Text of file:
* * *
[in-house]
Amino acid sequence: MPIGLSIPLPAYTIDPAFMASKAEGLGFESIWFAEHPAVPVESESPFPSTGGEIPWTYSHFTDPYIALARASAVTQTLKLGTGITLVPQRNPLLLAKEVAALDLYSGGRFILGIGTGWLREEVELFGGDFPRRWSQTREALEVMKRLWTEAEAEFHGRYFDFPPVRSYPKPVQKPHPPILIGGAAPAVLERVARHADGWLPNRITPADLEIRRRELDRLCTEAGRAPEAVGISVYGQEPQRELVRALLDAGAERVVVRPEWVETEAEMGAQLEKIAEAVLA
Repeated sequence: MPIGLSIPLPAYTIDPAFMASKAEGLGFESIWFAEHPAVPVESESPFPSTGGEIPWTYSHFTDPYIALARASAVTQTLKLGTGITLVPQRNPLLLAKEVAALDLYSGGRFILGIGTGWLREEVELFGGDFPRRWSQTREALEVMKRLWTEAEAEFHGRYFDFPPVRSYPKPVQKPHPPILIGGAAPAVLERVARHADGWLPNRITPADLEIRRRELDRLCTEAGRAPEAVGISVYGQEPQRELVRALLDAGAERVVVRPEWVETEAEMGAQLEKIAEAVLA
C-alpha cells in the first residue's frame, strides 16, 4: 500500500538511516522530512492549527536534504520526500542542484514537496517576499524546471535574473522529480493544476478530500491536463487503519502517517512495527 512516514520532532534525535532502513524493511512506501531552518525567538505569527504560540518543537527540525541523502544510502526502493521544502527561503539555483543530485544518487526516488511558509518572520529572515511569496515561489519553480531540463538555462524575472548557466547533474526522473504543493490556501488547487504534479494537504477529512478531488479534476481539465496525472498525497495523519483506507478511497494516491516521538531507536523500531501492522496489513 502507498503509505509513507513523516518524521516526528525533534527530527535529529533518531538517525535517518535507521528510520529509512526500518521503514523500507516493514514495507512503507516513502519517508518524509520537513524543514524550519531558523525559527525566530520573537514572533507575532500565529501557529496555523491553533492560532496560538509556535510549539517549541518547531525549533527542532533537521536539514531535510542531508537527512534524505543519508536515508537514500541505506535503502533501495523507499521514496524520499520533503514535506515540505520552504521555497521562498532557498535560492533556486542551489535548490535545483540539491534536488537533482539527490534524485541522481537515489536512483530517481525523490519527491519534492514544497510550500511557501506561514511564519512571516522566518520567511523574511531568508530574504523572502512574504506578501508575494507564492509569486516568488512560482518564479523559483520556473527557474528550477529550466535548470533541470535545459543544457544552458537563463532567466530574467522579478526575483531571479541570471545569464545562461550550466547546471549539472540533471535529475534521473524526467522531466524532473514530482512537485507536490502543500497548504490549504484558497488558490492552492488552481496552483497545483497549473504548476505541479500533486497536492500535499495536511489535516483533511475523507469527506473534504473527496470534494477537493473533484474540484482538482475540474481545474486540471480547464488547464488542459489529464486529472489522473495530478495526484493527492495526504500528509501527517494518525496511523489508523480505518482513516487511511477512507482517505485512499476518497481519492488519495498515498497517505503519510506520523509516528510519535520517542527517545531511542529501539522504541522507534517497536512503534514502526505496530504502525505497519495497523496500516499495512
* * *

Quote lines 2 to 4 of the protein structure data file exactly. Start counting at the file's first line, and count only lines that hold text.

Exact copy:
Amino acid sequence: MPIGLSIPLPAYTIDPAFMASKAEGLGFESIWFAEHPAVPVESESPFPSTGGEIPWTYSHFTDPYIALARASAVTQTLKLGTGITLVPQRNPLLLAKEVAALDLYSGGRFILGIGTGWLREEVELFGGDFPRRWSQTREALEVMKRLWTEAEAEFHGRYFDFPPVRSYPKPVQKPHPPILIGGAAPAVLERVARHADGWLPNRITPADLEIRRRELDRLCTEAGRAPEAVGISVYGQEPQRELVRALLDAGAERVVVRPEWVETEAEMGAQLEKIAEAVLA
Repeated sequence: MPIGLSIPLPAYTIDPAFMASKAEGLGFESIWFAEHPAVPVESESPFPSTGGEIPWTYSHFTDPYIALARASAVTQTLKLGTGITLVPQRNPLLLAKEVAALDLYSGGRFILGIGTGWLREEVELFGGDFPRRWSQTREALEVMKRLWTEAEAEFHGRYFDFPPVRSYPKPVQKPHPPILIGGAAPAVLERVARHADGWLPNRITPADLEIRRRELDRLCTEAGRAPEAVGISVYGQEPQRELVRALLDAGAERVVVRPEWVETEAEMGAQLEKIAEAVLA
C-alpha cells in the first residue's frame, strides 16, 4: 500500500538511516522530512492549527536534504520526500542542484514537496517576499524546471535574473522529480493544476478530500491536463487503519502517517512495527 512516514520532532534525535532502513524493511512506501531552518525567538505569527504560540518543537527540525541523502544510502526502493521544502527561503539555483543530485544518487526516488511558509518572520529572515511569496515561489519553480531540463538555462524575472548557466547533474526522473504543493490556501488547487504534479494537504477529512478531488479534476481539465496525472498525497495523519483506507478511497494516491516521538531507536523500531501492522496489513 502507498503509505509513507513523516518524521516526528525533534527530527535529529533518531538517525535517518535507521528510520529509512526500518521503514523500507516493514514495507512503507516513502519517508518524509520537513524543514524550519531558523525559527525566530520573537514572533507575532500565529501557529496555523491553533492560532496560538509556535510549539517549541518547531525549533527542532533537521536539514531535510542531508537527512534524505543519508536515508537514500541505506535503502533501495523507499521514496524520499520533503514535506515540505520552504521555497521562498532557498535560492533556486542551489535548490535545483540539491534536488537533482539527490534524485541522481537515489536512483530517481525523490519527491519534492514544497510550500511557501506561514511564519512571516522566518520567511523574511531568508530574504523572502512574504506578501508575494507564492509569486516568488512560482518564479523559483520556473527557474528550477529550466535548470533541470535545459543544457544552458537563463532567466530574467522579478526575483531571479541570471545569464545562461550550466547546471549539472540533471535529475534521473524526467522531466524532473514530482512537485507536490502543500497548504490549504484558497488558490492552492488552481496552483497545483497549473504548476505541479500533486497536492500535499495536511489535516483533511475523507469527506473534504473527496470534494477537493473533484474540484482538482475540474481545474486540471480547464488547464488542459489529464486529472489522473495530478495526484493527492495526504500528509501527517494518525496511523489508523480505518482513516487511511477512507482517505485512499476518497481519492488519495498515498497517505503519510506520523509516528510519535520517542527517545531511542529501539522504541522507534517497536512503534514502526505496530504502525505497519495497523496500516499495512